As the Penn State abuse scandal deepens, Pennsylvania Governor Tom Corbett has called on legislators to change state laws regarding child sexual abuse.

Corbett, who as attorney general launched the investigation into sex crimes at the school, said on NBC's Meet the Press Sunday that a new state law should be enacted to ensure child sex crimes are reported to the authorities.

Should the law be changed? Absolutely, Corbett, a Republican who has held the governorship since Jan. 18, said on the show.

The Penn State athletic department and the university community have been rocked by the allegations revealed in a grand jury report earlier this month detailing the vile sexual acts former Penn State defensive coordinator Jerry Sandusky allegedly committed with young boys on and off the school's campus between 1994 and 2009.

Penn State's legendary football coach Joe Paterno and university president Graham Spanier were both fired last week by the school's Board of Trustees as the scandal deepened, and Penn State Athletic Director Timothy Curley and Senior Vice President for Finance and Business Gary Schultz are facing criminal charges for failing to report the abuse to authorities and misleading investigators.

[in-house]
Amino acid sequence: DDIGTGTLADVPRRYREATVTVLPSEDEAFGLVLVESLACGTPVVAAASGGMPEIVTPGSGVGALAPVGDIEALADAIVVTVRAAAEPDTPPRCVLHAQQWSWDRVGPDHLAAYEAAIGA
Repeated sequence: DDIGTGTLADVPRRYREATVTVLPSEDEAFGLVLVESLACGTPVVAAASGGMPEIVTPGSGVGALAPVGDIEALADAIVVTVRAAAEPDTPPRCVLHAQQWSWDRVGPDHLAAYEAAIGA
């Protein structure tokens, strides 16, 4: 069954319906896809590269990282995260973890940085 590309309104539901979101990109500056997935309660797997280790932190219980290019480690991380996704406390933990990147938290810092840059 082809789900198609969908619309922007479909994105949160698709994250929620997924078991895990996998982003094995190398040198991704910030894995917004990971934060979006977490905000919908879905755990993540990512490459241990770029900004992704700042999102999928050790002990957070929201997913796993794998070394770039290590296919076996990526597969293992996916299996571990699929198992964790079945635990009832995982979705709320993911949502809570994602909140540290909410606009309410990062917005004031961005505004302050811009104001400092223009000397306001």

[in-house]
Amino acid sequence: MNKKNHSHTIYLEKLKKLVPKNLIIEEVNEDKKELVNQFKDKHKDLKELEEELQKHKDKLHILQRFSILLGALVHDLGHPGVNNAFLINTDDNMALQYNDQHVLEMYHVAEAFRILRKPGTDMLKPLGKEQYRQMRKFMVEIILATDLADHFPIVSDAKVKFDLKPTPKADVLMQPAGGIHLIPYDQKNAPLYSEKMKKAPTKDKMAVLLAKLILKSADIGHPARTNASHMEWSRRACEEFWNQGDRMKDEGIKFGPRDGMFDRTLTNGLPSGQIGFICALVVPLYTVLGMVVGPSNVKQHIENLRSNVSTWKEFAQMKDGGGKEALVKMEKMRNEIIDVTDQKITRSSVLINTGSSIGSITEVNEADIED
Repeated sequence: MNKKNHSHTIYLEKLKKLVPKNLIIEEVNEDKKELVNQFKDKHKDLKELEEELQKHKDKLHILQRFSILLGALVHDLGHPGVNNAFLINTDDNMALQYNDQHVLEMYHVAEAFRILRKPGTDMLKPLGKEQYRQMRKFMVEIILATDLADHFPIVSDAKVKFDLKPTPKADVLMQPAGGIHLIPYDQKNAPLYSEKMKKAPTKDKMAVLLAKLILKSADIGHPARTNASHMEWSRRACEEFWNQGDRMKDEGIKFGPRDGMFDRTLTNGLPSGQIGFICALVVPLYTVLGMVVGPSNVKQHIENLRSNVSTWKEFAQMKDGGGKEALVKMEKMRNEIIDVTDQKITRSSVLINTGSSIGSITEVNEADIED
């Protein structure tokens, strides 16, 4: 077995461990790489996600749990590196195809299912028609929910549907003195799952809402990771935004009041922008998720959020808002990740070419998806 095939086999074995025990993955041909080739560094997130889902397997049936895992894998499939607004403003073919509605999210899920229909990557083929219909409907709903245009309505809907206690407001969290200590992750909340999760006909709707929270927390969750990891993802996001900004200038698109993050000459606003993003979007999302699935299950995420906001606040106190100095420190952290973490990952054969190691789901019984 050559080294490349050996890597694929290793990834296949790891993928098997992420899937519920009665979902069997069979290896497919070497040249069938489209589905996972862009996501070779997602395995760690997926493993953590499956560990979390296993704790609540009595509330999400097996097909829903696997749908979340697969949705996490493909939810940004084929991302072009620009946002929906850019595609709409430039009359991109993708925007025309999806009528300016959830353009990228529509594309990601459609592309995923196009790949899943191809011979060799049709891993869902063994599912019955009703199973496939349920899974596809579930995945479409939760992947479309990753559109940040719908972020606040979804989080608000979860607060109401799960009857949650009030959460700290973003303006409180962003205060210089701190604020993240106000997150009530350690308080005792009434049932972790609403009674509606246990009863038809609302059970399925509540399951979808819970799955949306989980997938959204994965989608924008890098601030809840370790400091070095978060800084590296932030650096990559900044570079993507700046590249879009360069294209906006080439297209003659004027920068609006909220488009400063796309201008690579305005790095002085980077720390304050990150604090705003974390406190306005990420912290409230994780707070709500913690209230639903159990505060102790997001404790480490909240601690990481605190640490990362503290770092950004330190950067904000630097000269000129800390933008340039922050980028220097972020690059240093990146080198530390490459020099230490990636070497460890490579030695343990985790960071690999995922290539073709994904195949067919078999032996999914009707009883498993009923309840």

Investigators were kept in the dark regarding the alleged abuse for years. Corbett said on Meet the Press that Republicans and Democrats are already working to amend the child sexual abuse laws in order to make it harder for people with knowledge of sexual crimes toward children to avoid informing the authorities, and he said a bill may be passed by the end of 2011.

We have to make sure that the change in the law is one that is effective, Corbett, a trustee on the Penn State board, said Sunday. It's easy enough to take a look to see what other states have done. But I'm sure that within the next few weeks, you will probably see bills become public.

Corbett also appeared Sunday on Fox News Sunday, where he said at Penn State there was a failure to act, and I always have said your actions speak louder than your words.